Open justice.  The words express a principle at the heart of our system of justice and vital to the rule of law.  The rule of law is a fine concept but fine words butter no parsnips.  How is the rule of law itself to be policed?  It is an age old question.  Quis custodiet ipsos custodes – who will guard the guards themselves?   In a democracy, where power depends on the consent of the people governed, the answer must lie in the transparency of the legal process.  Open justice lets in the light and allows the public to scrutinise the workings of the law, for better or for worse.  Jeremy Bentham said in a well known passage quoted by Lord Shaw of Dunfermline in Scott v Scott [1913] AC 407, 477:

“Publicity is the very soul of justice.  It is the keenest spur to exertion and the surest of all guards against improbity.  It keeps the judge himself while trying under trial.”

Words written by the great philosopher whose mummified body is shown in the image heading this post.

Toulson LJ and the Court reached their conclusion after a consideration of Article 10, and the freedom to receive and impart information which forms part of that right. But they were little swayed by the Strasbourg cases such as Tarsasag relied upon. They found more help in the common law, and indeed in the decisions of courts of other common-law jurisdictions, such as Canada, New Zealand, South Africa, and, ironically, the USA (whose government was advancing the arguments opposing access to the documents). As Toulson LJ explained at [88]

I base my decision on the common law principle of open justice.  In reaching it I am fortified by the common theme of the judgments in other common law countries to which I have referred.  Collectively they are strong persuasive authority.  The courts are used to citation of Strasbourg decisions in abundance, but citation of decisions of senior courts in other common law jurisdictions is now less common.  I regret the imbalance.  The development of the common law did not come to an end on the passing of the Human Rights Act.  It is in vigorous health and flourishing in many parts of the world which share a common legal tradition.  This case provides a good example of the benefit which can be gained from knowledge of the development of the common law elsewhere.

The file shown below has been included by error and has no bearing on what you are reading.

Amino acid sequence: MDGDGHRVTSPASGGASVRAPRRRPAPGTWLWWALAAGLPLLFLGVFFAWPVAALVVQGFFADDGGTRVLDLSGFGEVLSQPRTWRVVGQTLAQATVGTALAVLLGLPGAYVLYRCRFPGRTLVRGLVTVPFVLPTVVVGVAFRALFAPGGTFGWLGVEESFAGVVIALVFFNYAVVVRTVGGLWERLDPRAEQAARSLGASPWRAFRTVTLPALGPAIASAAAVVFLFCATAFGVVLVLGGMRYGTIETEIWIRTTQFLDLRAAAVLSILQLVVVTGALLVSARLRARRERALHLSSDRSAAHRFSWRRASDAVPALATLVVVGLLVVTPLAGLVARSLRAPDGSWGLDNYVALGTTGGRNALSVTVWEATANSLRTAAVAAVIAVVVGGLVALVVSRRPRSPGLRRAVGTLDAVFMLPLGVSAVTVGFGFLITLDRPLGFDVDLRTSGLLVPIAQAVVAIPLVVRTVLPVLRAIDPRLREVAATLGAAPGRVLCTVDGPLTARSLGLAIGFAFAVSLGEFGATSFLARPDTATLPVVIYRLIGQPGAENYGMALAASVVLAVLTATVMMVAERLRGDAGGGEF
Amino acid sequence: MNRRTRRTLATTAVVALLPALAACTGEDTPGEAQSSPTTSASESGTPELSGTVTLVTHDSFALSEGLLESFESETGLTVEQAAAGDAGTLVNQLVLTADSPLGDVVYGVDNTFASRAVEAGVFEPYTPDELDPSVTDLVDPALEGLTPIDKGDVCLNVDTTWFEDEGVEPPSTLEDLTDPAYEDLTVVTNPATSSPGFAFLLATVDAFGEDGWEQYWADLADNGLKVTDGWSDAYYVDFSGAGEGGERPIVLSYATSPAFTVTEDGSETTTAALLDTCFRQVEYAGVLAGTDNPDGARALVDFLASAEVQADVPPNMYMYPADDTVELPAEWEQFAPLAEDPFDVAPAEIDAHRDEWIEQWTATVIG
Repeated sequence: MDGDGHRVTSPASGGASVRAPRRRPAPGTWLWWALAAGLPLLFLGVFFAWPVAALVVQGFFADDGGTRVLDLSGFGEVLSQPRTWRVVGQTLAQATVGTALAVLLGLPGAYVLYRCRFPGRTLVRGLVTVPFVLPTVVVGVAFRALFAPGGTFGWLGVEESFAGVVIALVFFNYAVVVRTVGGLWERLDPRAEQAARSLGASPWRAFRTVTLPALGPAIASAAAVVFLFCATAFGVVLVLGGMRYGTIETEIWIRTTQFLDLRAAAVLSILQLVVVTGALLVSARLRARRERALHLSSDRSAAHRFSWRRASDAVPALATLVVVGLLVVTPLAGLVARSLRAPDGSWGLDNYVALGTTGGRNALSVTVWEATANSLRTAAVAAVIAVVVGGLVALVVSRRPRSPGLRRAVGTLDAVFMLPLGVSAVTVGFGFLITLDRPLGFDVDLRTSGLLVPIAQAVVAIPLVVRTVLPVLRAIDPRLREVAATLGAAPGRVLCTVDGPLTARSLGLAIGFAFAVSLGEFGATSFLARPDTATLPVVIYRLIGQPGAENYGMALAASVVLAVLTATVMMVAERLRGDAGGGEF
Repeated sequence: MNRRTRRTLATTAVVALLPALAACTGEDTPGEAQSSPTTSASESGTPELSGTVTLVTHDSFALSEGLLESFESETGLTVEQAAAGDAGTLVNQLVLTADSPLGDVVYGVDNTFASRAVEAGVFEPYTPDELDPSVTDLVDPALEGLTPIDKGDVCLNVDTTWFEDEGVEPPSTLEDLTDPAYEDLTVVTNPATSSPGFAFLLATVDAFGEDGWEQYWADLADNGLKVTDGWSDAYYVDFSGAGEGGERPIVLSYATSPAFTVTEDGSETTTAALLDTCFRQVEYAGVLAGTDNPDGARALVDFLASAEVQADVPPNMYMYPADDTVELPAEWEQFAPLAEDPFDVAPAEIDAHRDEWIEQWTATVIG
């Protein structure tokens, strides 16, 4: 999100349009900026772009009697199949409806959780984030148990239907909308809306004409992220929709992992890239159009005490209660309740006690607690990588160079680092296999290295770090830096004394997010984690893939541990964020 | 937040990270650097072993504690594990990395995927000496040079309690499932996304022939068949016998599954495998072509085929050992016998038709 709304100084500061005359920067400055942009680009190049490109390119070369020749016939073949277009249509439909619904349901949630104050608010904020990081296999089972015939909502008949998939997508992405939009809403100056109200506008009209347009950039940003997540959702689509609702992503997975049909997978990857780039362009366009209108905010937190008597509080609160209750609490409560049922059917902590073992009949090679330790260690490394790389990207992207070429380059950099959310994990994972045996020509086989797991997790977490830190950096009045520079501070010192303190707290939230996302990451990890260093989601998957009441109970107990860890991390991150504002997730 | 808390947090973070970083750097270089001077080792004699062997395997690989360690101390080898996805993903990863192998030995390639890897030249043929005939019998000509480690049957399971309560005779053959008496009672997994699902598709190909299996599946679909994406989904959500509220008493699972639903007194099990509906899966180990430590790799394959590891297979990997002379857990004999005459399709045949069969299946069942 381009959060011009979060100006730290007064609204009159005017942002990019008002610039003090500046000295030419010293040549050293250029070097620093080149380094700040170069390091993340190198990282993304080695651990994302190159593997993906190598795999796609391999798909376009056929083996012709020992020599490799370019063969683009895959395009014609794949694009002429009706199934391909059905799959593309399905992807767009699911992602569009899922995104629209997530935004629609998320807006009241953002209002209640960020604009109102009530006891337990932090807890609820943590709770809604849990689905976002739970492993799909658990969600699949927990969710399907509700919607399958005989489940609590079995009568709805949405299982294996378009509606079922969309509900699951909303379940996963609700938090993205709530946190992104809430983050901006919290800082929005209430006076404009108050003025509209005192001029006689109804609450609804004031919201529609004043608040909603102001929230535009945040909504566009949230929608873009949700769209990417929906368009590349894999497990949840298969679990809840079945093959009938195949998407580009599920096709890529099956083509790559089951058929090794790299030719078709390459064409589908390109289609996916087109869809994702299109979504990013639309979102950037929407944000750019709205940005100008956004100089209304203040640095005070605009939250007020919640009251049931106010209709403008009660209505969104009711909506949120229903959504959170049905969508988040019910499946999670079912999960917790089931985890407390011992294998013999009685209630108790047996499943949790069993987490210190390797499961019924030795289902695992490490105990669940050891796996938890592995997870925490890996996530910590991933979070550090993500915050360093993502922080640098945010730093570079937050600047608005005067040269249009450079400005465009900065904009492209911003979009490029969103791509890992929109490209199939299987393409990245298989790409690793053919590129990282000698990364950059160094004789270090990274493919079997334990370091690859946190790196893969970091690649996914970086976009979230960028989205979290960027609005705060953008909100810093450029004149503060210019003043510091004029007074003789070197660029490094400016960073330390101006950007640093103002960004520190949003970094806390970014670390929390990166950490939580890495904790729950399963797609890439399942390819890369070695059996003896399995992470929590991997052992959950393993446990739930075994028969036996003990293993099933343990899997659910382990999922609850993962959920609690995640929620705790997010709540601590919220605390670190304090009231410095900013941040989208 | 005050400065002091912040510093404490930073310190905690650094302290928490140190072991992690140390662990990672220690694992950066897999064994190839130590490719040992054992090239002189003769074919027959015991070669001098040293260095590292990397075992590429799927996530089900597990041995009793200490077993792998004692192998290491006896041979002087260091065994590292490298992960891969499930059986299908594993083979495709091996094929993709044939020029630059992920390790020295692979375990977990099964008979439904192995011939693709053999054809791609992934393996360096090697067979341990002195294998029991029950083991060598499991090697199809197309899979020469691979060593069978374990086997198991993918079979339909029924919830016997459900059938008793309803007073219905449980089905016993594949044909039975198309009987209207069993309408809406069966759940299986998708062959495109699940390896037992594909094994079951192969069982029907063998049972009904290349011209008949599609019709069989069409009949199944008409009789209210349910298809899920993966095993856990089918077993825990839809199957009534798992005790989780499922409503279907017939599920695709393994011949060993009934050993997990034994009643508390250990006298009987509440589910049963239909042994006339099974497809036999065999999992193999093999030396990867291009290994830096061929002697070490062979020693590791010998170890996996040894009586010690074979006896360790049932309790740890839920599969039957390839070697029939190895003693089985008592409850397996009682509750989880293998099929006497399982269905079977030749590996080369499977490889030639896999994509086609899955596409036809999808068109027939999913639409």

So a firm hint there that the domestic courts may find more help in the common-law traditions, than in many of the Strasbourg decisions seeking to analyse legal problems which arise in markedly different circumstances and contexts than those facing common-law courts. As Toulson LJ concluded at [89]

Some of the observations by the Strasbourg court may be said to support the reasoning behind my decision, but I base the decision on the common law and not on article 10.

Other things of note. Court documents are excluded from production by s.32 of the Freedom of Information Act, and this was relied upon in opposition to the application. Toulson LJ said that this was irrelevant. Indeed, more generally, Parliament should not be taken to have legislated to limit or control the way in which the court decides a question affecting openness, unless the language of the statute makes it plain beyond possible doubt that this was Parliament’s intention [73].

Secondly, the ruling noted the fact that there is now provision in rule 5 of the Criminal Procedure Rules 2011 (in force since the original refusal) for inspection or copying of documents only went to the process as by which documents may be sought rather than the principles which should underlie their production or non-production.

Thirdly, the judgment does not support production of all such documents in all cases. The “default” position is that there should be